Kashrut

Kashrut is the term for the Jewish dietary laws.  Torah law enumerated several basic prohibitions of certain food and these were further elaborated by the rabbis (s.v. rabbi, sages).  The word kosher means “fit” or appropriate. Kosher foods are appropriate and hence permitted to Jews.

 Deuteronomy (chap. 14) includes some lists of forbidden animals (e.g. camel and pig) and includes some rules for determining which animals are kosher.  Mammals must have split hooves and chew their cud, characteristics that are found in most animals commonly raised for food (e.g. cows and sheep).  Fish must have fins and scales, which includes most common fish but excludes shellfish.  Prohibited birds are listed but permitted birds are known only by oral traditions.  Common fowl, such as chicken, are kosher.  All fruits and vegetables are kosher but they must be free of insects, which are themselves unkosher.

Shehita – Slaughter

Mammals and fowl must be ritually slaughtered by a qualified shohet who must use a specially sharp and smooth knife and kill the animal by rapidly cutting the trachea and esophagus.  Before the animal is slaughtered the shohet must recite a blessing. (Blessed are you God … who has commanded us regarding shehita.) After the slaughtering the animal is hung so as to drain the blood.   Jews are forbidden to consume the blood of mammals and fowl– this is the only aspect of the laws of kashrut for which the Torah gives a reason: “For the life of the flesh is in the blood … No person among you shall partake of blood.” (Lev. 17:11-12)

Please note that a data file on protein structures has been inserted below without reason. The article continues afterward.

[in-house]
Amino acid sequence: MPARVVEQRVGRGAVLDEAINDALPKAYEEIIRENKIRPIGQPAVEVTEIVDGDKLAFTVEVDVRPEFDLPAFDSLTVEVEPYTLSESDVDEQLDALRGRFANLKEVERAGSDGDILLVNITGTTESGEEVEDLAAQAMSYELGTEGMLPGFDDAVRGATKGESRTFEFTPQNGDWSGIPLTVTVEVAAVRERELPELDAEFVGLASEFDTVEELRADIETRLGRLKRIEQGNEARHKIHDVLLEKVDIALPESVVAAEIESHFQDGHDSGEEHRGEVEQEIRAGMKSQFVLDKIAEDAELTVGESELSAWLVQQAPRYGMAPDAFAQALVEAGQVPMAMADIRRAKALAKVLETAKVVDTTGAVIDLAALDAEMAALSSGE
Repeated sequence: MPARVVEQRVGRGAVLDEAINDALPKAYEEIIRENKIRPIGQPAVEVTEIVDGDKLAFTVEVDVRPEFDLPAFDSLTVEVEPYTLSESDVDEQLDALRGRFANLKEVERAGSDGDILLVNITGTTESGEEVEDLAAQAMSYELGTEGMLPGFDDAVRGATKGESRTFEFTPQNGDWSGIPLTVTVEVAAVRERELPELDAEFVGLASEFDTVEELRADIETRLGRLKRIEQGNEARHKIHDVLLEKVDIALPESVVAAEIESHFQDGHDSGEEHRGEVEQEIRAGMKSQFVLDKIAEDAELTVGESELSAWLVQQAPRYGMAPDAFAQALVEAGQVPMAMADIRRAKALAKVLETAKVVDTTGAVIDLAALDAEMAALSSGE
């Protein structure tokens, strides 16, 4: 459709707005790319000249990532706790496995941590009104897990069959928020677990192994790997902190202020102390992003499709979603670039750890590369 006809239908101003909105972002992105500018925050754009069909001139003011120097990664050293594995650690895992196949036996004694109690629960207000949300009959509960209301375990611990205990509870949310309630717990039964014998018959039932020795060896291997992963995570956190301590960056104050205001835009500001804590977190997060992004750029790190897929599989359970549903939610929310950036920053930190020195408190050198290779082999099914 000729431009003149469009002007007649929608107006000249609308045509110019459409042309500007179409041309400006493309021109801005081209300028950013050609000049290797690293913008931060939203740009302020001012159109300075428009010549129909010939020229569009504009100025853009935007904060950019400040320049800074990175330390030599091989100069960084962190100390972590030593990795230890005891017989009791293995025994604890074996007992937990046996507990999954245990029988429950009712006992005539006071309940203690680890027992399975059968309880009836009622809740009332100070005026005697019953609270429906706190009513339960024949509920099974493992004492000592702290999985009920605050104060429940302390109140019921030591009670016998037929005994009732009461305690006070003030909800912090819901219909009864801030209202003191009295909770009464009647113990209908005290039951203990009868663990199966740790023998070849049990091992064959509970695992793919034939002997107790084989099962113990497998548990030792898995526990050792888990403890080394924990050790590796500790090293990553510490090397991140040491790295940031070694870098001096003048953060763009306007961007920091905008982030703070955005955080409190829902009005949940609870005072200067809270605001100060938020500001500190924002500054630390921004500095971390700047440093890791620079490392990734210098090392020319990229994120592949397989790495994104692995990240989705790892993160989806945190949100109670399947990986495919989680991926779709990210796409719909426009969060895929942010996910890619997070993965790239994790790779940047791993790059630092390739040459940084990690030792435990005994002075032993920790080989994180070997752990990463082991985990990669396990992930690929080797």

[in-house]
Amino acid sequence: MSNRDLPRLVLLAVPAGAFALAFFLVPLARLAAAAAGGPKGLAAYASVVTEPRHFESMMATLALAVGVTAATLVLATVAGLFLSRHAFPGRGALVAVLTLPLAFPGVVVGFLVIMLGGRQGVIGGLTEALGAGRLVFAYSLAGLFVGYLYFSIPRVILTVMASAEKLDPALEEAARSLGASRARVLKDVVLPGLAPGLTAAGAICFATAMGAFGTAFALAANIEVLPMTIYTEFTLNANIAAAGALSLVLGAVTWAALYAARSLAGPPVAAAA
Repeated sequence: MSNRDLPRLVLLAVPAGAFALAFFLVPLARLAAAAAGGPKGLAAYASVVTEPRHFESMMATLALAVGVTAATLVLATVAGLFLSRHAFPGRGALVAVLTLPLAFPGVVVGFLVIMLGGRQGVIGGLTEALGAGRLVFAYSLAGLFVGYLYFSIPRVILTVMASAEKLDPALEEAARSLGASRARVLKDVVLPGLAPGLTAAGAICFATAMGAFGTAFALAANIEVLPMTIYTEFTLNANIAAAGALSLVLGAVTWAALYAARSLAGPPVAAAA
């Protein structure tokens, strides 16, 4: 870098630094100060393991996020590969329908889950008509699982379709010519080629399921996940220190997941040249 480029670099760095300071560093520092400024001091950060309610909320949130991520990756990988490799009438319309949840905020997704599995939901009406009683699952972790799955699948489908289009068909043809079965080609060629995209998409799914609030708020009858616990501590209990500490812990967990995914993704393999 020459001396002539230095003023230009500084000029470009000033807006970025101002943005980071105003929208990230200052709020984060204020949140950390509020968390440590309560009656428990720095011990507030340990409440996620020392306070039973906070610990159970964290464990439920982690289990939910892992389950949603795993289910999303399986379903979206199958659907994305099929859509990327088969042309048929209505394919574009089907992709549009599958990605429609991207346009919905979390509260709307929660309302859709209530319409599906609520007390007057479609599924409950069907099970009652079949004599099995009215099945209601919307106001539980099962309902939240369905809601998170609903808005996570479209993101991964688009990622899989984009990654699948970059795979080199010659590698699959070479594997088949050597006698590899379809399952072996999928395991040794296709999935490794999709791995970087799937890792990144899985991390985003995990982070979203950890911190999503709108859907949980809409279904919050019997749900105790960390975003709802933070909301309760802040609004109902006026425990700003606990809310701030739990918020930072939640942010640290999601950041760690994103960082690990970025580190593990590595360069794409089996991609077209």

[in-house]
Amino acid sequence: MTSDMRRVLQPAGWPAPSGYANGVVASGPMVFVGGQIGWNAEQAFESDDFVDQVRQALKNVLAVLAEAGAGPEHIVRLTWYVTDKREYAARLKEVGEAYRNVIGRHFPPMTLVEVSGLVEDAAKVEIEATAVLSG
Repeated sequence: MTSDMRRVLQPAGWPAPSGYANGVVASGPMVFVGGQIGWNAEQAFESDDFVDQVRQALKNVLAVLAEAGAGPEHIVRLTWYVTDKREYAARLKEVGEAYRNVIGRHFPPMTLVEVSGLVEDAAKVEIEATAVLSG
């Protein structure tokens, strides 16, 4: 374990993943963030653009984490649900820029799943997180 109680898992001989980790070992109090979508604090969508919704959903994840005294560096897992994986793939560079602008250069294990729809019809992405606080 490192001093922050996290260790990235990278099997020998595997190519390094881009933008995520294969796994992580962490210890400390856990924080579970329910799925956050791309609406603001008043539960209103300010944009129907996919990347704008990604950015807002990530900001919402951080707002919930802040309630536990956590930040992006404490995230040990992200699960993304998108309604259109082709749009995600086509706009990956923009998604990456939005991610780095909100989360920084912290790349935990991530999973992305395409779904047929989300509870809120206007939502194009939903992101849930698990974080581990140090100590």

An animal not properly slaughtered is called a treifa.  As a result the term for things not kosher is treif.

Milk and Meat

It is not only the ingredients that determine what foods are kosher; the method of preparation is also crucial.  The thrice-repeated biblical prohibition to “cook a kid in its mother’s milk” is the source of a major principle of kashrut—the separation of meat from dairy foods.  Not only may meat and milk not be cooked together but also they may not even be eaten together.  In a kosher kitchen dairy and meat foods will be cooked and prepared using separate sets of pots and utensils and eaten on separate plates and with separate cutlery.  Kosher restaurants will usually serve only meat or dairy foods but not both.  After eating meat one must wait for several hours before eating dairy foods. (The exact amount of time waited varies according to communal customs.)  Eggs, fish fruits and vegetables are neutral (parve) and may be eaten together with either meat or dairy foods.

Commercial kosher food production and preparation must be supervised and certified by a rabbinic authority.  In Israel kosher commercial foods bear a mark of the supervising authority (Hashgaha).

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